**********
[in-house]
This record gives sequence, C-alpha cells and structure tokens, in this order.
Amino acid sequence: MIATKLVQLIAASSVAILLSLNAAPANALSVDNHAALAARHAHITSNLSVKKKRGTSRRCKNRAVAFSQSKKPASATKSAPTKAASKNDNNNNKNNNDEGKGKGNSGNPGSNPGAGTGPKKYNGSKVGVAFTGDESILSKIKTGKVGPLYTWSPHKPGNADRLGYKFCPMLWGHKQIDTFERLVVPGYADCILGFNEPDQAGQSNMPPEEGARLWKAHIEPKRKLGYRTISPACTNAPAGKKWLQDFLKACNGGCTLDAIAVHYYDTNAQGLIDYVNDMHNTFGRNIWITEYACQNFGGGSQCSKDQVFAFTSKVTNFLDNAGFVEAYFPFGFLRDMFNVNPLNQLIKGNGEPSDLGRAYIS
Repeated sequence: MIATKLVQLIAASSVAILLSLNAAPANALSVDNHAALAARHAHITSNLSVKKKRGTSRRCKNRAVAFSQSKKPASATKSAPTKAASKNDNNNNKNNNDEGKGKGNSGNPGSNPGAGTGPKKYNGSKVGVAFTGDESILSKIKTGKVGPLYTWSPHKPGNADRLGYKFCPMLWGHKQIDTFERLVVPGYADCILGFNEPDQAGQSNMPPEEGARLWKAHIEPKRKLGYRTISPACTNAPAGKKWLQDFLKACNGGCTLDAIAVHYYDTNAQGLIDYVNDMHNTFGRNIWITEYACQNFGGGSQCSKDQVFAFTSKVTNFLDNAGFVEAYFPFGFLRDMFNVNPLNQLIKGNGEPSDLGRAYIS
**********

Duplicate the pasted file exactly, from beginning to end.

[in-house]
This record gives sequence, C-alpha cells and structure tokens, in this order.
Amino acid sequence: MIATKLVQLIAASSVAILLSLNAAPANALSVDNHAALAARHAHITSNLSVKKKRGTSRRCKNRAVAFSQSKKPASATKSAPTKAASKNDNNNNKNNNDEGKGKGNSGNPGSNPGAGTGPKKYNGSKVGVAFTGDESILSKIKTGKVGPLYTWSPHKPGNADRLGYKFCPMLWGHKQIDTFERLVVPGYADCILGFNEPDQAGQSNMPPEEGARLWKAHIEPKRKLGYRTISPACTNAPAGKKWLQDFLKACNGGCTLDAIAVHYYDTNAQGLIDYVNDMHNTFGRNIWITEYACQNFGGGSQCSKDQVFAFTSKVTNFLDNAGFVEAYFPFGFLRDMFNVNPLNQLIKGNGEPSDLGRAYIS
Repeated sequence: MIATKLVQLIAASSVAILLSLNAAPANALSVDNHAALAARHAHITSNLSVKKKRGTSRRCKNRAVAFSQSKKPASATKSAPTKAASKNDNNNNKNNNDEGKGKGNSGNPGSNPGAGTGPKKYNGSKVGVAFTGDESILSKIKTGKVGPLYTWSPHKPGNADRLGYKFCPMLWGHKQIDTFERLVVPGYADCILGFNEPDQAGQSNMPPEEGARLWKAHIEPKRKLGYRTISPACTNAPAGKKWLQDFLKACNGGCTLDAIAVHYYDTNAQGLIDYVNDMHNTFGRNIWITEYACQNFGGGSQCSKDQVFAFTSKVTNFLDNAGFVEAYFPFGFLRDMFNVNPLNQLIKGNGEPSDLGRAYIS